So it is very important to note that the Prime Minister's February statement, especially, was totally devoted to the connection of Iraq with weapons of mass destruction and with terrorist actions. In his March statement the rhetoric of the Prime Minister was still about WMDs—weapons of mass destruction. But, following the decision to deploy Australian troops to the Middle East, slowly but surely there was a subtle change in the way in which the case for that deployment was presented in this place. We all remember that day after day dorothy dixers were asked of the Minister for Foreign Affairs about human rights abuses by Saddam Hussein's regime. It was never in question that some of the things Saddam Hussein had done during his reign in Iraq—the way in which human rights were abused—were things that we would like to have seen wiped out. But that was not given as the reason for Australia's involvement with the coalition of the willing in the conflict in Iraq.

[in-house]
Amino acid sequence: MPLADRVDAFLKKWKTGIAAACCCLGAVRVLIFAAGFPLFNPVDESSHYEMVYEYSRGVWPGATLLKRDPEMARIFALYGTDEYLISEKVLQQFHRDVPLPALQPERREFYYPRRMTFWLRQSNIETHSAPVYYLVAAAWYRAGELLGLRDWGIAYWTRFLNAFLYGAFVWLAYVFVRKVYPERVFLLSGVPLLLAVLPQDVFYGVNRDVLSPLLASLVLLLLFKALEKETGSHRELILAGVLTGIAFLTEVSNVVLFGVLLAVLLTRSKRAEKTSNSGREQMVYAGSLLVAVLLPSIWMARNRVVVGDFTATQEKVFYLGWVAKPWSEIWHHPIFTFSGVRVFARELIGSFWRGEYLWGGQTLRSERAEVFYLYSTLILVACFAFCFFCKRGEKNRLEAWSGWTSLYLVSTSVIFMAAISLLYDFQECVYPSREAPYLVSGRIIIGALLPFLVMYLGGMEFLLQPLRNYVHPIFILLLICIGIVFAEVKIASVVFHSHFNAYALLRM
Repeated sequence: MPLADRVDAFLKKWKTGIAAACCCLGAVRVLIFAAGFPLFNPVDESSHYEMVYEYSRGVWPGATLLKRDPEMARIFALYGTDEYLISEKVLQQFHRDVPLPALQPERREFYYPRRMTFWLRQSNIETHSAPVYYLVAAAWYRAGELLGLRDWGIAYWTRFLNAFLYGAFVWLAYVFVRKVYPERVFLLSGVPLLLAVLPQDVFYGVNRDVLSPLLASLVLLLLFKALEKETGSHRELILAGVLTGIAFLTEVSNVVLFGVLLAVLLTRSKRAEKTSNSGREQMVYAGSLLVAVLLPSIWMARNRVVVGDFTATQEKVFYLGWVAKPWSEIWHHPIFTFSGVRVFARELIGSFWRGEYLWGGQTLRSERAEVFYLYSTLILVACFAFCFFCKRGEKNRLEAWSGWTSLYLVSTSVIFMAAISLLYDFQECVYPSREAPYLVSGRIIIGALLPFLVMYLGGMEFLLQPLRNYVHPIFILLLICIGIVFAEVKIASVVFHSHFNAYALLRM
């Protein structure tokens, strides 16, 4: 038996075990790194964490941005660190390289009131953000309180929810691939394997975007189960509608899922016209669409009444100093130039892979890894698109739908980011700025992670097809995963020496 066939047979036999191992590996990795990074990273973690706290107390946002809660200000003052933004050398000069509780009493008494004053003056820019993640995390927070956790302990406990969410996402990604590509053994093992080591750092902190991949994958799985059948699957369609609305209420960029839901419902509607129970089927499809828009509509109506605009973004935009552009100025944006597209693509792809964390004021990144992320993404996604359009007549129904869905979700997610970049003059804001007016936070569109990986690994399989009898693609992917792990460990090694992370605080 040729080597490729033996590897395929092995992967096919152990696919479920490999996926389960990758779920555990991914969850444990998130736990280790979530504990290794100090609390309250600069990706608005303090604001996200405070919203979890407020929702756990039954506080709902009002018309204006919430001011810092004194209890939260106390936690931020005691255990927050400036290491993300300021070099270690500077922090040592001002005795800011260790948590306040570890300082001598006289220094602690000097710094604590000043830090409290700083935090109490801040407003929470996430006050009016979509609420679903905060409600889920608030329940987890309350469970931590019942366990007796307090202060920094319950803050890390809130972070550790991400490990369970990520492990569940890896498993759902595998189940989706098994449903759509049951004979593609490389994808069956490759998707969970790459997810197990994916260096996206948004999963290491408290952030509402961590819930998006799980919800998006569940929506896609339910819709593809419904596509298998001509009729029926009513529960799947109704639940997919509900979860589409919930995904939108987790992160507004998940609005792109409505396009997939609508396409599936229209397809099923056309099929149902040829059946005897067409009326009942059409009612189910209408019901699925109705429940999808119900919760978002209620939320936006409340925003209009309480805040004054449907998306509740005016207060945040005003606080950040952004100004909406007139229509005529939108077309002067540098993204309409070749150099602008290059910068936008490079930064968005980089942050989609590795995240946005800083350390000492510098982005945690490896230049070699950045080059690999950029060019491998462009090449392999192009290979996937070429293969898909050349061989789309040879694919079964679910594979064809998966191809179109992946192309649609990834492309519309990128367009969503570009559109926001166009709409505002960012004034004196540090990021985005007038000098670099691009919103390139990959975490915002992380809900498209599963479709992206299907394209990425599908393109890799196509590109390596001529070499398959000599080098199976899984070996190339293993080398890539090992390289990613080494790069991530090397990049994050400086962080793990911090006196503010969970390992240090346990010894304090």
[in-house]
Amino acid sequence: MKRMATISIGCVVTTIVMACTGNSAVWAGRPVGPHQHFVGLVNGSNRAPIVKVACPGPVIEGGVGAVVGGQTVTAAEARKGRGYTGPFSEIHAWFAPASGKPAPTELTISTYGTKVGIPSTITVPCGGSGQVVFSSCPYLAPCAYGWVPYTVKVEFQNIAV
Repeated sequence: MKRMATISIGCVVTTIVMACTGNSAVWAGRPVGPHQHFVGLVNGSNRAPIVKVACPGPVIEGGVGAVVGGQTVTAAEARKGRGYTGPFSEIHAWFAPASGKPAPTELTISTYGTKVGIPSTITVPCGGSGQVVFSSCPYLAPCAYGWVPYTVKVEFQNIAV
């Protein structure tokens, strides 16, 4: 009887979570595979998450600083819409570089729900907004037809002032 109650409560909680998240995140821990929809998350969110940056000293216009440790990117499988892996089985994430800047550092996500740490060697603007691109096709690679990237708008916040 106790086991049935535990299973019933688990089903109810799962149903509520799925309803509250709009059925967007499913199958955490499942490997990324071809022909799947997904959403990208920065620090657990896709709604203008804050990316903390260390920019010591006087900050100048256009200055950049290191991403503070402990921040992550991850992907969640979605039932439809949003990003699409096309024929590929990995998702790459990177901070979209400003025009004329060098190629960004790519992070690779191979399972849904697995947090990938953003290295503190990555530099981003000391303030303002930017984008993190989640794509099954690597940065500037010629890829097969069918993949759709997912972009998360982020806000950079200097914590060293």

It strikes me as strange that, even in the aftermath, there has been no debate about the reasoning behind our involvement, because the way in which the decisions were made to involve Australia in this conflict are sure to form the basis for future decisions about different conflicts. There is no doubt that the United States itself has given no indication that it is not determined to follow this up with incursions into other regimes. The doctrine of pre-emption is there; it is written in history. That is the problem. The Australian public, in the context of Australia's involvement, needs to be sure that the basis for decisions made by the Australian government is credible and is of sufficient strength to require placing the lives of our troops on the line.

It almost goes without saying that all Australians are proud and thankful that the Australian troops that were deployed to Iraq and the Middle East and were involved in the conflict have returned home safely. We admire the fact that they did the tasks that were given to them by the government with great diligence and efficiency. But, having said that, I do not wish to see them placed in a similar situation on the basis of information that now seems to be at least a bit flaky. That is the debate we have got to have. I have said all along that on a number of these questions I hope to be proven wrong. The fact that we may be proven right about the doubtful nature of the way in which we got involved is cause for a great deal of disquiet. It has been said that the term `WMDs' should mean not `weapons of mass destruction' but `words of mass deception'. That is what we have to avoid in future.